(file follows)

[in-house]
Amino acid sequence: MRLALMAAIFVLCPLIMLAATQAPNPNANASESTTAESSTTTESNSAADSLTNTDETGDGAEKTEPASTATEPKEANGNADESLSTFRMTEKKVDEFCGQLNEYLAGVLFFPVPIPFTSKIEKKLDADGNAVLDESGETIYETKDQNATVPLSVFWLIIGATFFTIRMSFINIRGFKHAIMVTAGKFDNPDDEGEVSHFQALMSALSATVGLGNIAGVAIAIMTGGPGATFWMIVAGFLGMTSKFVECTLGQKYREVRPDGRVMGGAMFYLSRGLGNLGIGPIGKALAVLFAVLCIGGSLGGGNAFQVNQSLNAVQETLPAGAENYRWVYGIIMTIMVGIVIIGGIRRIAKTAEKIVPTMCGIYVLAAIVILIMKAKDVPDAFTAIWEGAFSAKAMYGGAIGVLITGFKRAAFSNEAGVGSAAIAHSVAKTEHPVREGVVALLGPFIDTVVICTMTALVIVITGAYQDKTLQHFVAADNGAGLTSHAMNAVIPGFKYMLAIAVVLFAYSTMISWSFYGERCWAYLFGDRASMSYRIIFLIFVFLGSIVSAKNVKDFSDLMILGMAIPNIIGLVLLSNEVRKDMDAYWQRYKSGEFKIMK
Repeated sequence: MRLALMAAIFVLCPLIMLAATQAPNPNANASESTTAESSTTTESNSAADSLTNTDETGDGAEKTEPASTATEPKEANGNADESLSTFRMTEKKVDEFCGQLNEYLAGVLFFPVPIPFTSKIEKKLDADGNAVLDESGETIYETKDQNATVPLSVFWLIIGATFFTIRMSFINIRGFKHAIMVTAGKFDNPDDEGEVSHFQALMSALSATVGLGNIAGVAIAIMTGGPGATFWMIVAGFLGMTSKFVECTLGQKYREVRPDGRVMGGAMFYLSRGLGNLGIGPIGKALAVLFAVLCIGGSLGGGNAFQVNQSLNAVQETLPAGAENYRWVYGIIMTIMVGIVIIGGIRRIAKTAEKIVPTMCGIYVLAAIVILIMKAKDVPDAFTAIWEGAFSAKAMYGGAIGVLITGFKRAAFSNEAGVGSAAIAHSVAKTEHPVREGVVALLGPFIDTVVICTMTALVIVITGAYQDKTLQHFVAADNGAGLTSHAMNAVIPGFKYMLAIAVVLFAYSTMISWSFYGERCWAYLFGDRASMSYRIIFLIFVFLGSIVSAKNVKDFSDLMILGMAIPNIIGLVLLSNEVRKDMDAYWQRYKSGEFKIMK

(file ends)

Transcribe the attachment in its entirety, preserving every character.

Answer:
[in-house]
Amino acid sequence: MRLALMAAIFVLCPLIMLAATQAPNPNANASESTTAESSTTTESNSAADSLTNTDETGDGAEKTEPASTATEPKEANGNADESLSTFRMTEKKVDEFCGQLNEYLAGVLFFPVPIPFTSKIEKKLDADGNAVLDESGETIYETKDQNATVPLSVFWLIIGATFFTIRMSFINIRGFKHAIMVTAGKFDNPDDEGEVSHFQALMSALSATVGLGNIAGVAIAIMTGGPGATFWMIVAGFLGMTSKFVECTLGQKYREVRPDGRVMGGAMFYLSRGLGNLGIGPIGKALAVLFAVLCIGGSLGGGNAFQVNQSLNAVQETLPAGAENYRWVYGIIMTIMVGIVIIGGIRRIAKTAEKIVPTMCGIYVLAAIVILIMKAKDVPDAFTAIWEGAFSAKAMYGGAIGVLITGFKRAAFSNEAGVGSAAIAHSVAKTEHPVREGVVALLGPFIDTVVICTMTALVIVITGAYQDKTLQHFVAADNGAGLTSHAMNAVIPGFKYMLAIAVVLFAYSTMISWSFYGERCWAYLFGDRASMSYRIIFLIFVFLGSIVSAKNVKDFSDLMILGMAIPNIIGLVLLSNEVRKDMDAYWQRYKSGEFKIMK
Repeated sequence: MRLALMAAIFVLCPLIMLAATQAPNPNANASESTTAESSTTTESNSAADSLTNTDETGDGAEKTEPASTATEPKEANGNADESLSTFRMTEKKVDEFCGQLNEYLAGVLFFPVPIPFTSKIEKKLDADGNAVLDESGETIYETKDQNATVPLSVFWLIIGATFFTIRMSFINIRGFKHAIMVTAGKFDNPDDEGEVSHFQALMSALSATVGLGNIAGVAIAIMTGGPGATFWMIVAGFLGMTSKFVECTLGQKYREVRPDGRVMGGAMFYLSRGLGNLGIGPIGKALAVLFAVLCIGGSLGGGNAFQVNQSLNAVQETLPAGAENYRWVYGIIMTIMVGIVIIGGIRRIAKTAEKIVPTMCGIYVLAAIVILIMKAKDVPDAFTAIWEGAFSAKAMYGGAIGVLITGFKRAAFSNEAGVGSAAIAHSVAKTEHPVREGVVALLGPFIDTVVICTMTALVIVITGAYQDKTLQHFVAADNGAGLTSHAMNAVIPGFKYMLAIAVVLFAYSTMISWSFYGERCWAYLFGDRASMSYRIIFLIFVFLGSIVSAKNVKDFSDLMILGMAIPNIIGLVLLSNEVRKDMDAYWQRYKSGEFKIMK